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Contact: Jules Asher
NIMHpress@nih.gov
301-443-4536
NIH/National Institute of Mental Health

Insula Activity Differentiates Psychotherapy, Medication Responders

Caption: Brain PET scans prior to treatment predicted whether a patient's depression would best respond to an antidepressant or a psychotherapy. Higher resting activity in the right front insula identified cognitive behavior therapy non-responders (CBT NR) and patients who achieved remission with escitalopram (sCIT REM). Conversely, lower activity in that brain area signaled remission with cognitive behavior therapy (CBT REM) and a poor response to escitalopram (sCIT NR). Each circle or square represents a patient in the study. Most patients in each group clustered either above or below the dotted line demarcating high and low activity, indicating that the insula may hold promise as a biomarker of brain states associated with differential response to these treatments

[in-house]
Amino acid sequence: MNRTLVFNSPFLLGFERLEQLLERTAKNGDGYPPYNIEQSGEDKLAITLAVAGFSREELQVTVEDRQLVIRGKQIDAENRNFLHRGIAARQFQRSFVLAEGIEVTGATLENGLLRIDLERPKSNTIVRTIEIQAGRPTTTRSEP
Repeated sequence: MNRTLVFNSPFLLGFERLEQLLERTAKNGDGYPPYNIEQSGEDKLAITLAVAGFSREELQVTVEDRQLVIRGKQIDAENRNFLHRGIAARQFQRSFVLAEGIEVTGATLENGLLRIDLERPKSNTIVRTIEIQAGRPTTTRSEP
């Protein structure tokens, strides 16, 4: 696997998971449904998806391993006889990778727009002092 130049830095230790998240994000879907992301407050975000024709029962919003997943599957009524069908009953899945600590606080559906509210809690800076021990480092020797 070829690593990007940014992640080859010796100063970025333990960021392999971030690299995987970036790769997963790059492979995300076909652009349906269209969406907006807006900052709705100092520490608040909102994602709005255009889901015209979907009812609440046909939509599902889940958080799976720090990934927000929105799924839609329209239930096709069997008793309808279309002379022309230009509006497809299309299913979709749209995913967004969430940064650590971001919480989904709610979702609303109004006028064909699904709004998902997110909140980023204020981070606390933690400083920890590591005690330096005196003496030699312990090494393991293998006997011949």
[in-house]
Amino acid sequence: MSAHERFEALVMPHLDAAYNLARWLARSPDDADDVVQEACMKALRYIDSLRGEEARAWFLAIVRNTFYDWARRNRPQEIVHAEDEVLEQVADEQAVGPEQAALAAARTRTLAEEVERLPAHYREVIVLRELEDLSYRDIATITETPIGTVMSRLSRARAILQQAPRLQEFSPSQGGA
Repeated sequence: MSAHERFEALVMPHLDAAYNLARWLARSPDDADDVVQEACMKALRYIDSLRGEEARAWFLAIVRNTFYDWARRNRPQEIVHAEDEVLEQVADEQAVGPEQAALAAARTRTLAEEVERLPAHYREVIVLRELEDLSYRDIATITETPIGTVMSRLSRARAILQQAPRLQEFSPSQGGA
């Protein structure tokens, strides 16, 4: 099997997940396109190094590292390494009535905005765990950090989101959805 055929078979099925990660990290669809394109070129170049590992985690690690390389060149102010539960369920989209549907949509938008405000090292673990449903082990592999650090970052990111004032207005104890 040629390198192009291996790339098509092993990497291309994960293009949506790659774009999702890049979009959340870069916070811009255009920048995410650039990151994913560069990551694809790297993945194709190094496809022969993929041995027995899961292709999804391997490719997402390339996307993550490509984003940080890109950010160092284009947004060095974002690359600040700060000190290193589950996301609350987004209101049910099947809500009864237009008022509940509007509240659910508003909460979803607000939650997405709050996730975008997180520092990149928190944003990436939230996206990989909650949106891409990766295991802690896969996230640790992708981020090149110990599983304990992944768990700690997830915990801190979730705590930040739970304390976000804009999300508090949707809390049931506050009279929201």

Credit: Helen Mayberg, M.D., Emory University

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Related news release: Scan predicts whether therapy or meds will best lift depression


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